Several clinical or laboratory tests can help the urologist:
Diagnose the cause of the urinary problem
Determine the best course of treatment
Generally, the urologist will test your blood to assess kidney function and the level of prostate specific antigen (PSA).
PSA is a protein present in the normal prostate gland as well as in enlarged prostates (BPH) or those in any stage of prostate cancer. A high PSA in the blood serves as a chemical marker for BPH as well as prostate cancer.
If your PSA is elevated, your urologist may recommend a transrectal ultrasound examination and a biopsy to distinguish between the two possibilities of prostate enlargement and prostate cancer
Digital Rectal Exam (DRE)
After putting on a lubricated glove, the physician gently inserts a finger through the anus into the rectum and assesses the size and hardness of the prostate gland. This exam is done when prostate enlargement is suspected or as part of an annual physical examination.
Urinary Flow Rate Study
This technique, which is used to detect an obstruction of the urethraand bladder neck, is widely used in the diagnosis of BPH. In the simplest form of this study, a recording is made of the flow rate during urination into a special device.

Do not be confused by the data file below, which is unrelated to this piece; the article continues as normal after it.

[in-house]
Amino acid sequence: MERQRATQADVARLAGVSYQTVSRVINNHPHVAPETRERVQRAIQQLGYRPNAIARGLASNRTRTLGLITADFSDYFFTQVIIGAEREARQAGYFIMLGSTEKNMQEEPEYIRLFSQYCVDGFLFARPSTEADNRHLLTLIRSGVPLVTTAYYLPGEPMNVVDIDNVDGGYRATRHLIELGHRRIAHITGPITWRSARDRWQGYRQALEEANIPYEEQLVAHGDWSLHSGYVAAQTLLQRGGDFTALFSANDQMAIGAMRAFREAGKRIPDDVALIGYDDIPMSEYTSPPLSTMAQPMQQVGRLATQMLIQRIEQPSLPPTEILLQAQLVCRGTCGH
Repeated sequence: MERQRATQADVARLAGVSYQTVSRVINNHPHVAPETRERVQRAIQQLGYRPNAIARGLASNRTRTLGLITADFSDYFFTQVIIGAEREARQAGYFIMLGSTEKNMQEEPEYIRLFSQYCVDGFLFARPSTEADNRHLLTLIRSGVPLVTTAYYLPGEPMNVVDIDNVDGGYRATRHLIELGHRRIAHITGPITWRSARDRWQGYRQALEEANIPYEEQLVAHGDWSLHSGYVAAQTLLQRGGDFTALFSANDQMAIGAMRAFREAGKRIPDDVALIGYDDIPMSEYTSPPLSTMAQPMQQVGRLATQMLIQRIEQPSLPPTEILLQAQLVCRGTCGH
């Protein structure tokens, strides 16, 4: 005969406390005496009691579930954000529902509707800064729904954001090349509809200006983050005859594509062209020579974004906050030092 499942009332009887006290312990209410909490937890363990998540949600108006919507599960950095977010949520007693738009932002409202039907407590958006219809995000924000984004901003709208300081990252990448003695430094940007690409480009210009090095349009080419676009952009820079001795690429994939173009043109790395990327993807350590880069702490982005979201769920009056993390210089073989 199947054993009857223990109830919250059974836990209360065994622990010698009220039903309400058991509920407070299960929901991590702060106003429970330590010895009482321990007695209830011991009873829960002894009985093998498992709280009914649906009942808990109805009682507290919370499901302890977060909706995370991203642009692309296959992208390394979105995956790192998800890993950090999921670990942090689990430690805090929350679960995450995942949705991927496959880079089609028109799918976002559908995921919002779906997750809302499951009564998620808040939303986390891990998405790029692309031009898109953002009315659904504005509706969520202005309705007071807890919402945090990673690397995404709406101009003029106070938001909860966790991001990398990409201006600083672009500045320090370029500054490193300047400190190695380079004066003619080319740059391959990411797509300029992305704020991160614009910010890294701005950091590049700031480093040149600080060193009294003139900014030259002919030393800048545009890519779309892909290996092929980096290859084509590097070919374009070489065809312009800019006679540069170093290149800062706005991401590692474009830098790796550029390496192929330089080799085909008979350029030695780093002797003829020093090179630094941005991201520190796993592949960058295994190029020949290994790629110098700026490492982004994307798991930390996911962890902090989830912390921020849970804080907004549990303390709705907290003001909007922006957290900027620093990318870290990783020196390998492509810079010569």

However, while a urinary flow rate study can indicate an obstruction, it cannot provide a definitive diagnosis of BPH. Many other variables affect flow, including a weak bladder contraction.
A pressure-flow study is more diagnostic but involves catheterization of the bladder. It is often performed in cases in which there is still doubt about the diagnosis and particularly where surgery is planned.
Intravenous Pyelography (IVP)
This test is performed only in cases complicated by a finding such as blood in the urine. Following intravenous injection of a dye, an x-ray of the urinary tract is made. Because the presence of the dye makes the urine visible on x-ray, the point of obstruction or narrowing of the urinary tract can be identified.
An instrument called a cystoscope is inserted through the urethral opening of the penis and visually guided through the urethra to the bladder. This test can be performed in the doctor's office, using a local anesthetic. During cystoscopy, an assessment is made of the size of the prostate gland, the degree of urinary tract obstruction, and its precise location.